In a nondescript building near NASA’s Ames Research center, Made in Space commits their team on space manufacturing technology, to pioneer exploration objectives and sustainable space settlement. In context of space manufacturing, the company elaborated the design of how a satellite would manufacture and assemble itself in orbit (in space), paving the way for creating a space economy, on which humans rely to live on moon and mars and even make differences for businesses on earth.
a robotic arm wrapped copper wire around pegs extended from spokes, both built by a 3-D printer. The machine was showing how it could make itself in space — starting just with the wire launched in a rocket.
Made in Space exaggerates the technology by creating a 3-D printer that builds material directly in space, a version of which is used on the International Space Station. “Our objective is to use robotic manufacturing is to go and stay in space. We want to enable the sustainable presence of humans in low-Earth orbit and beyond,” Andrew Rush, CEO of Made in Space said.
The cutting-edge firm, started in 2010, awarded a $73.7 million contract to demonstrate the ability of a small spacecraft to 3-D print objects and assemble itself in low-Earth orbit. The company’s self-building satellite, which also became World’s First of the kind, “Archinaut One” is scheduled to launch on 2022.
Launching a satellite core with feedstock into an orbit, alongside inputting its design, which possibly enables the robot-cum-satellite to build from within the core and assemble its structure, is far better than launching satellites made on earth, affirms Archinaut One.
Precisely, Archinaut will manufacture two ten-meter-long wings of solar arrays rather than launching a satellite which just have to unfold its solar arms, generating “as much as five times more power than traditional solar panels on spacecraft of similar size”.
The potential commercial applications are numerous. Most obviously, internet-via-satellite solutions require bandwidth, and, basically, power equals bandwidth. NASA Administrator Bridenstine, who extols how this work was done by a small business rather than by NASA proper, clearly prefers NASA as a customer of the private space sector, or better yet “one of many customers,” rather than owning / building new technologies itself. Archinaut One is in turn something of a prototype for eventual robotic construction of the controversial Lunar Gateway.
It could also make a difference for businesses on earth; Purchasing of space-built, high-speed fiber-optic cables by internet companies is an example, says Austin Jordan, Communication Manager of Made in Space.
The Plastic Recycler is a robust, semi-autonomous manufacturing facility capable of processing polyethylene (PE) raw materials into usable 3D printing filament for the Additive Manufacturing Facility (AMF) aboard ISS. The Recycler will provide plastic sustainability and reuse on-orbit by converting the already 3D-printed objects or plastic packaging or even trash into feedstocks, to be reused by the printer.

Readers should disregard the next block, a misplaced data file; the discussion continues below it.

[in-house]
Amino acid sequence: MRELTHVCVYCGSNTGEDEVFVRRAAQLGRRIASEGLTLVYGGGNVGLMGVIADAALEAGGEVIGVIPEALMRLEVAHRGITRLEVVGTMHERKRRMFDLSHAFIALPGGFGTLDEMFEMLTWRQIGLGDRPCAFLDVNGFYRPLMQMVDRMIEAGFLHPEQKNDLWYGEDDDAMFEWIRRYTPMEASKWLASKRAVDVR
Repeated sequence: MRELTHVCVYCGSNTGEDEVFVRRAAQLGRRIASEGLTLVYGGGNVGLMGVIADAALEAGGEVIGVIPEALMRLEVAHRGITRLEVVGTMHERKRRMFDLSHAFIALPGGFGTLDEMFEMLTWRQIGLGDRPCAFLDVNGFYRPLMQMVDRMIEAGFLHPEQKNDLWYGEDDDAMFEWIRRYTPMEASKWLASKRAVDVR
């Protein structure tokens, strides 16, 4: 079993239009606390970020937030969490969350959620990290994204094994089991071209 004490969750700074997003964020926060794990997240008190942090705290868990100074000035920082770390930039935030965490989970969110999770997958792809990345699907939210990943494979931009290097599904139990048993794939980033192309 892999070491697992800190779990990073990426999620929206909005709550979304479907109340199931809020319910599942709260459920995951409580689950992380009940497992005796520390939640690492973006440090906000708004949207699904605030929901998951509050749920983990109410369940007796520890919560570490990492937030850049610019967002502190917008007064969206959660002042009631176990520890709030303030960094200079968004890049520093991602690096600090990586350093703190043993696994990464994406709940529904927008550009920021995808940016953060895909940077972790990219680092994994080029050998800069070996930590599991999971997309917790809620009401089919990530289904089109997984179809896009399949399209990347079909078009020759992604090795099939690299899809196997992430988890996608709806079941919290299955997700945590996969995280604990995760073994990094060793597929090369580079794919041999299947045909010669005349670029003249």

Partnering with Brazil’s Baskem, it will facilitate the reusability of materials to solve new problems as they arise whether on the International Space Station or in future crewed space exploration missions. The invention will improve the autonomy and sustainability of long-duration space missions, while also helping to reduce the cost and weight of payloads carried from earth.
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Commercial 3D Printer
Additive Manufacturing Facility (AMF), another hand of Made in Space is the first commercial 3D printer for manufacturing any objects, ranging from tools to large bulky objects in space. AMF remains as a Flagship technology of the firm, producing versatile, durable and reliable resources for government and commercial customers since its start in 2016.
Currently it has produced over 200 tools, assets and parts in space.
The company doesn’t stop here. Another breakthrough step called “Project RAMA”, aims to convert lunar’s and asteroid’s regolith (a region of loose unconsolidated rock and dust that sits atop a layer of bedrock) into giant and autonomous spacecraft. It turns out that 70% moon dust mixed with 30% polymer nodules is boot up for effective 3D-printing.
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Made in Space also clarifies that space manufacturing rather than on the ground, courtesy of 3D printers and automated assembly, comes with many advantages. You can save volume by sending dense feedstock for 3D printers rather than capacious constructed objects. More importantly, if you don’t have to build to survive the traumatic forces of launch, you can use more fragile designs, and hence less mass.
Will experience more space manufacturing, which may extend to even construction for habitat, in future; Who Knows!
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